BOSTON — Police in Boston are earning praise from national law enforcement experts and community leaders for trying to be more transparent in the wake of officer-involved shootings, yet others say more can be done.
Authorities in Boston quickly released surveillance video in two recent shootings: After Boston police shot and killed a man who had shot an officer in the face during a traffic stop in March and again after deadly force was used earlier this month to subdue 26-year-old terror suspect police said lunged at them with a military-style knife.
Boston officials say their actions are an effort to be more accountable after a number of police-involved shootings across the country and the civil unrest that has often followed.
"It's clearly the direction departments are trying to go, to release as much information they have as quickly as they can," says Darrel Stephens, executive director of the Major Cities Chiefs Association and a former chief of the Charlotte-Mecklenburg Police Department in North Carolina.
The move comes as police departments and district attorneys look to balance the need to tamp down rumors and speculation that inflame community tensions with the need to protect the integrity of investigations and the jury selection process.
"With social media and the instant false information that tends to get put out, agencies are trying a new approach so that truth starts to emerge before rumors take over," says Richard Beary, president of the International Association of Chiefs of Police and police chief at the University of Central Florida in Orlando.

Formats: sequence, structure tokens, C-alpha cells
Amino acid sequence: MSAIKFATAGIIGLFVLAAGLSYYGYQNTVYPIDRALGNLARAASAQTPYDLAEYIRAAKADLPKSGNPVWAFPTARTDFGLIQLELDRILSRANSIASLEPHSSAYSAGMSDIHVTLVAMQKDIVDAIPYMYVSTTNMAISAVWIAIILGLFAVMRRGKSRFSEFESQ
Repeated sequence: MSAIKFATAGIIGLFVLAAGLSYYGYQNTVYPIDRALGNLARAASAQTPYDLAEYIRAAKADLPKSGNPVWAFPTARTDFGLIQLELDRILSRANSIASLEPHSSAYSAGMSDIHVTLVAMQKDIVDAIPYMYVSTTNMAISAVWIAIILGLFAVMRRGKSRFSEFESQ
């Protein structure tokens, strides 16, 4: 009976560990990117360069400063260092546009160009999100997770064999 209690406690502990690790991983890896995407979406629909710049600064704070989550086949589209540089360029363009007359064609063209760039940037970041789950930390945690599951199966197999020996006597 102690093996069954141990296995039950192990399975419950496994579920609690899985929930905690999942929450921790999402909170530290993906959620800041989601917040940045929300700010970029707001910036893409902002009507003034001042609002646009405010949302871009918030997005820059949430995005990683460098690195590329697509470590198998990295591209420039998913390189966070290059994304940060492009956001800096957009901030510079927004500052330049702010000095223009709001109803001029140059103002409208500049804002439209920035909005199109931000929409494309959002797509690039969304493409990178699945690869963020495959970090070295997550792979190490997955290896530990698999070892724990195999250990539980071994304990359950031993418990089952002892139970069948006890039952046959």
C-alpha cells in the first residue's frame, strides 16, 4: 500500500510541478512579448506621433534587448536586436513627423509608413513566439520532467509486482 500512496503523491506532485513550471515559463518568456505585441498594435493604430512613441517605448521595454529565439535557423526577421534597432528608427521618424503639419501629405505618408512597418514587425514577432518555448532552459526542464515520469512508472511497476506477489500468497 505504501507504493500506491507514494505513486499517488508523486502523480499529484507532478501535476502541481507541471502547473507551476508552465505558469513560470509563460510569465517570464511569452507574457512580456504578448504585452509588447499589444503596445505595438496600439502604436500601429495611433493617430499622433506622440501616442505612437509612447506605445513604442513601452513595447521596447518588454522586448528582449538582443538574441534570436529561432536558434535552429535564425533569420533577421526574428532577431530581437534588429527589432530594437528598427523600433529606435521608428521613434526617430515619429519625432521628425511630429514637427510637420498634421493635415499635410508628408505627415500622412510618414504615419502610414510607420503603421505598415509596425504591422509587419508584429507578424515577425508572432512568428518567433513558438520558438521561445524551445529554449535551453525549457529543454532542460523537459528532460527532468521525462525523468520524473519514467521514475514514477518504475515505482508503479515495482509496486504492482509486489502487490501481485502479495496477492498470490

Civil rights groups say Boston's policy can still improve.
Matthew Segal, legal director at the American Civil Liberties Union of Massachusetts, says there needs to be a more defined protocol for how and when video is released, noting that some community leaders have questioned how Boston authorities select who gets to view the evidence.
Seneca Joyner, an organizer with Boston's chapter of the Black Lives Matter movement, dismisses the video release policy as an "elaborate performance" in which authorities first describe the video to media, then allow a hand-picked group of community leaders to view it and comment publicly before releasing it.
"This practice of poisoning the well of public opinion (and the grand jury pool) is an old one," she said via email.
Jake Wark, a spokesman for Suffolk County District Attorney's office, says release of video evidence is at the office's discretion and done on a case-by-case basis.
He said authorities first want to gather statements from witnesses untainted by what video might show. They also want to give the victim's family the opportunity to view it first.
The debate over how and when authorities release surveillance video also diverts attention from a critical transparency measure advocates say is long overdue in Boston and other cities: equipping police officers with body cameras.
Segun Idowu, who co-founded a local group pushing for the body cameras, says reliance on surveillance video puts police accountability at the mercy of video that can be low quality or, at worst, non-existent.
Terror suspect Usaamah Rahim's family and some Muslim and black community leaders have said blurry surveillance video of the June 2 shooting is "inconclusive" and does not resolve questions about whether police acted responsibly.
Boston police have said they are still weighing use of body cameras, though Commissioner William Evans and other city leaders have expressed concerns about compromising community relations and discouraging witnesses and informants from coming forward.